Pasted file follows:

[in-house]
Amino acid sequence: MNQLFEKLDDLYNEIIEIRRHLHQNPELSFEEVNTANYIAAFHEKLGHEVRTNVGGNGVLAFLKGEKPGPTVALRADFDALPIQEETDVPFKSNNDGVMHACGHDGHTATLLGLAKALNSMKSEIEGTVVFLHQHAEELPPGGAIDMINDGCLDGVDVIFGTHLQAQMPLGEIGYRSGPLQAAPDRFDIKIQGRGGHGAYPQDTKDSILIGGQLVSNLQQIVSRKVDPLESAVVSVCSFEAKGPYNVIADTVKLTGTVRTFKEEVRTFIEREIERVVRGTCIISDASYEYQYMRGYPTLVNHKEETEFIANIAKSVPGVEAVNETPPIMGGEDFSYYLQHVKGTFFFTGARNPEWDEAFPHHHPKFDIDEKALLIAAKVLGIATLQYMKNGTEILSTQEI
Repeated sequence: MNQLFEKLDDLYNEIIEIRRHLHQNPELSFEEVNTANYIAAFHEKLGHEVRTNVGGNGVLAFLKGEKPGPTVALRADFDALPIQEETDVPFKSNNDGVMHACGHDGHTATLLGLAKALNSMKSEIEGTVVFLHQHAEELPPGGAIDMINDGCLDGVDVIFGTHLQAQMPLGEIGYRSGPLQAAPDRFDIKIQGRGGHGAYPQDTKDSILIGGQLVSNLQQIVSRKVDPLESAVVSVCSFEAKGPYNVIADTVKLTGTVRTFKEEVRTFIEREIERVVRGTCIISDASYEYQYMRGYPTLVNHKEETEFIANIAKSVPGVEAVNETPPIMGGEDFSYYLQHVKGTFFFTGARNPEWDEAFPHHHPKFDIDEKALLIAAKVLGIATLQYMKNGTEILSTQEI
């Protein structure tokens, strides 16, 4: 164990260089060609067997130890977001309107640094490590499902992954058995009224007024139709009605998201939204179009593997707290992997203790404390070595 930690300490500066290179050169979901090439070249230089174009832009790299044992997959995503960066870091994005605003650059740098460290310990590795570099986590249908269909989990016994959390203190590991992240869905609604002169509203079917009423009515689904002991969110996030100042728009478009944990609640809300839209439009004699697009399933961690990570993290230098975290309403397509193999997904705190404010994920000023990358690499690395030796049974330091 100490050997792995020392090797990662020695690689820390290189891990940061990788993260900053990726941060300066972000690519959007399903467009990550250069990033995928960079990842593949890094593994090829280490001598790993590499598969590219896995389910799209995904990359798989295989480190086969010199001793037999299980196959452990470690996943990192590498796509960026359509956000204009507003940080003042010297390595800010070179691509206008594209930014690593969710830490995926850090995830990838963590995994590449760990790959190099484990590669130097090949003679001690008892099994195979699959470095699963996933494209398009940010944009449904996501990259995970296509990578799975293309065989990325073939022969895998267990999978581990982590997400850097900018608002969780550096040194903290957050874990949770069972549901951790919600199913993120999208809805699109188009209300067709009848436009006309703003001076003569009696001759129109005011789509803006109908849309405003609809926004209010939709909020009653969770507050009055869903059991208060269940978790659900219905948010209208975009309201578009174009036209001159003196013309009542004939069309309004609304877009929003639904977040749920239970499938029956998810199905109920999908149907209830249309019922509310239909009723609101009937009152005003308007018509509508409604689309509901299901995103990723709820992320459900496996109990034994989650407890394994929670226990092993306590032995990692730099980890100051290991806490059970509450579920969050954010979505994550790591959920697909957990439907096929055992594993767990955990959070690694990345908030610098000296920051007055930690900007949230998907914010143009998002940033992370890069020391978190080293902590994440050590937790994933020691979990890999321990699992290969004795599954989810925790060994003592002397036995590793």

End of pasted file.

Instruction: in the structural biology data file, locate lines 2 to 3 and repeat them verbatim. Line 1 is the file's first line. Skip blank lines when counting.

Amino acid sequence: MNQLFEKLDDLYNEIIEIRRHLHQNPELSFEEVNTANYIAAFHEKLGHEVRTNVGGNGVLAFLKGEKPGPTVALRADFDALPIQEETDVPFKSNNDGVMHACGHDGHTATLLGLAKALNSMKSEIEGTVVFLHQHAEELPPGGAIDMINDGCLDGVDVIFGTHLQAQMPLGEIGYRSGPLQAAPDRFDIKIQGRGGHGAYPQDTKDSILIGGQLVSNLQQIVSRKVDPLESAVVSVCSFEAKGPYNVIADTVKLTGTVRTFKEEVRTFIEREIERVVRGTCIISDASYEYQYMRGYPTLVNHKEETEFIANIAKSVPGVEAVNETPPIMGGEDFSYYLQHVKGTFFFTGARNPEWDEAFPHHHPKFDIDEKALLIAAKVLGIATLQYMKNGTEILSTQEI
Repeated sequence: MNQLFEKLDDLYNEIIEIRRHLHQNPELSFEEVNTANYIAAFHEKLGHEVRTNVGGNGVLAFLKGEKPGPTVALRADFDALPIQEETDVPFKSNNDGVMHACGHDGHTATLLGLAKALNSMKSEIEGTVVFLHQHAEELPPGGAIDMINDGCLDGVDVIFGTHLQAQMPLGEIGYRSGPLQAAPDRFDIKIQGRGGHGAYPQDTKDSILIGGQLVSNLQQIVSRKVDPLESAVVSVCSFEAKGPYNVIADTVKLTGTVRTFKEEVRTFIEREIERVVRGTCIISDASYEYQYMRGYPTLVNHKEETEFIANIAKSVPGVEAVNETPPIMGGEDFSYYLQHVKGTFFFTGARNPEWDEAFPHHHPKFDIDEKALLIAAKVLGIATLQYMKNGTEILSTQEI